The creation of breeds or so-called breeds abroad has at times reached quite absurd proportions. The Kromfohrlander, the product of an accidental mating between a Fox Terrier and a small griffon, is now an internationally recognised breed. The Eurasier is a hybrid; the Russian Black Terrier a purpose-bred blend of several breeds, the Cesky Terrier arises from Sealyham stock - whilst our Sealyham fades from view. Coming soon to a pet shop near you could be Kyi-Leos, Munchkins, Mikis, Moscow Toy Terriers, Petersburg Orchids, Moscow Guard Dogs (from St Bernard blood) and the Japanese Shikoku. The Thai Street Dog could be next! The Thai Ridgeback Dog is now selling well in the United States. Soon it will feature here, desired because it is exotic, rare and unusual not because of its characteristics. Fancying a dog breed just because it sound exotic doesn't reflect well on the purchaser or help that breed. Breeds like the Portuguese Warren Hound and the Pomeranian Sheepdog have been imported in the more distant past but not to their benefit.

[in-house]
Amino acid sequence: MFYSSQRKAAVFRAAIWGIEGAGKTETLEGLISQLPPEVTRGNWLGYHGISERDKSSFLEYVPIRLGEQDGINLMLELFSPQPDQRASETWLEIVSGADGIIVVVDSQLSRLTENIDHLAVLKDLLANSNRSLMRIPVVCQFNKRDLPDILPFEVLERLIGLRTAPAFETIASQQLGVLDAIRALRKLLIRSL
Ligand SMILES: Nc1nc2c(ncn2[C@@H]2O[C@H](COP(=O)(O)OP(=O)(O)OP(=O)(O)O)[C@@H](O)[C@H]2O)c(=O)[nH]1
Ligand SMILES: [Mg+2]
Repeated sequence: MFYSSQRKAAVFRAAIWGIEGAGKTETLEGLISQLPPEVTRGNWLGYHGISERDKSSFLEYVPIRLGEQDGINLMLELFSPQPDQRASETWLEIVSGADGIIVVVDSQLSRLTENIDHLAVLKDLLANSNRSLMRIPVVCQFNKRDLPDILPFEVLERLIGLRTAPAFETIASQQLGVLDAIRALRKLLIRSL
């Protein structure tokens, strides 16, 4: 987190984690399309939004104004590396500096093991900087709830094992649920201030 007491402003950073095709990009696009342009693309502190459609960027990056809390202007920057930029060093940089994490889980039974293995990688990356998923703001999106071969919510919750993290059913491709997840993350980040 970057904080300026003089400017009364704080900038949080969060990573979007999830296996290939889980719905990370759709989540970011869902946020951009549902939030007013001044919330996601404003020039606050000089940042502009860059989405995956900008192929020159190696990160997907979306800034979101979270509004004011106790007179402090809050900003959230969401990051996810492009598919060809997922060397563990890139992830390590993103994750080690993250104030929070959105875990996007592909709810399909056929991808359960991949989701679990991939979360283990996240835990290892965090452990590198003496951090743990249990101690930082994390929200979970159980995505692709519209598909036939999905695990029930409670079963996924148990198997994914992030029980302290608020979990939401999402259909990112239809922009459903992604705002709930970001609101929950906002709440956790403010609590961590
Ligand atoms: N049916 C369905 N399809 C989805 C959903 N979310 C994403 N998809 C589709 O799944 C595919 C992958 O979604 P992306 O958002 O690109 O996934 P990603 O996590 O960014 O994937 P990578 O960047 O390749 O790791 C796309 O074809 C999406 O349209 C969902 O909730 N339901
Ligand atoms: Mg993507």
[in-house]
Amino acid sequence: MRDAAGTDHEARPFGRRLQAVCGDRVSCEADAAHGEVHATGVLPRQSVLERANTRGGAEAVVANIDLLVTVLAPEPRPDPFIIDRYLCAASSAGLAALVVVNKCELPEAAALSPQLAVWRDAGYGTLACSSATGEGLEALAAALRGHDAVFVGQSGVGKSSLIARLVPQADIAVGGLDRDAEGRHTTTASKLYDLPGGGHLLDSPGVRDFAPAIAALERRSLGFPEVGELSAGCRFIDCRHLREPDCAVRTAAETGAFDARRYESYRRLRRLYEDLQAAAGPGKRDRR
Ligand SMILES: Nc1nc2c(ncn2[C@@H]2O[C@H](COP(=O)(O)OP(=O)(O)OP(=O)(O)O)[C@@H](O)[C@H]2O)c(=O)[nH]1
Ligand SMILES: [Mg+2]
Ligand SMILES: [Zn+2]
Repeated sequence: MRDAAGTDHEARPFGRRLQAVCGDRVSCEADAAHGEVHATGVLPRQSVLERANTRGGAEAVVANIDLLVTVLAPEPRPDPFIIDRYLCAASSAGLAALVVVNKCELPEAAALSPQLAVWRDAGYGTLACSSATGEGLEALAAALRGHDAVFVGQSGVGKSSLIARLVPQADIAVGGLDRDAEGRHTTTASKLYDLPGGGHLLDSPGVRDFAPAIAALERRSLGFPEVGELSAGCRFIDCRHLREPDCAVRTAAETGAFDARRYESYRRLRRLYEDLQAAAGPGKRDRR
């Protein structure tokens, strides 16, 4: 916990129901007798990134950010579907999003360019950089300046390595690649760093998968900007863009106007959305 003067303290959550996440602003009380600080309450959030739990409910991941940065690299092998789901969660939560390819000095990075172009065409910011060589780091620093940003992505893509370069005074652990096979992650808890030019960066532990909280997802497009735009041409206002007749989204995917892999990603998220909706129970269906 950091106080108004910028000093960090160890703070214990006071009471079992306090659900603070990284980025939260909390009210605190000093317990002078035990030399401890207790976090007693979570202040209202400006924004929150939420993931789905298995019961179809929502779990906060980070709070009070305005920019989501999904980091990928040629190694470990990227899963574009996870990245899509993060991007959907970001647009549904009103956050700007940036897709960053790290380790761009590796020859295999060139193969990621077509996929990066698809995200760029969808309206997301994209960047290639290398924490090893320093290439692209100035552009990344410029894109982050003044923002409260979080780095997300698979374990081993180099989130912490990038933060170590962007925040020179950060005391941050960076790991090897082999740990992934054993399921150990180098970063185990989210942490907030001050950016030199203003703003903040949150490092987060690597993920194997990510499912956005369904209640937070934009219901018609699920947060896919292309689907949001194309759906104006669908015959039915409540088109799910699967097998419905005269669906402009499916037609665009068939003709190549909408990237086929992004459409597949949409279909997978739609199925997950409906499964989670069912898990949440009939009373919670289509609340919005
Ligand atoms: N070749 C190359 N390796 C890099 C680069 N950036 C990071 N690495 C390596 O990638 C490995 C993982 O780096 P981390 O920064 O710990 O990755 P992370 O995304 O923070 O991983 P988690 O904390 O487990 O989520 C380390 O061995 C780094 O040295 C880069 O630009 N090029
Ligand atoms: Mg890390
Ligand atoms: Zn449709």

The Maremma Sheepdog is fading fast here; the Jindo from South Korea is not finding favour. The Azawakh and Sloughi from North Africa, the Segugio from Italy, the Cirneco dell'Etna from Sicily, the American Water Spaniel and the Finnish Spitz are not gaining ground. I see plenty to admire in such foreign breeds. Many others have been introduced here for our and their benefit by worthy people. But I see nothing to admire in the fad importation of some exotic breed because it makes the new owner distinctive or feel so. We already have a huge problem in Britain of irresponsible dog ownership. We are hardly easing that problem when we import new breeds whose needs and characteristics are all but unknown to us. It is not our needs that we should be satisfying but those of admirable subject creatures like dogs. Dogs in England, especially the English breeds deserve a newly-cast protection order; it is fine to introduce an exotic breed that benefits our stock, but not solely on a personal whim, after a foreign holiday or a visit to a World Dog Show; our consideration of the dogs themselves must always come first - and every nation has a duty to put their own native dog breeds at the top of their priority list. The breeds here certainly deserve it and in every nation, the canine heritage is part of the national heritage.+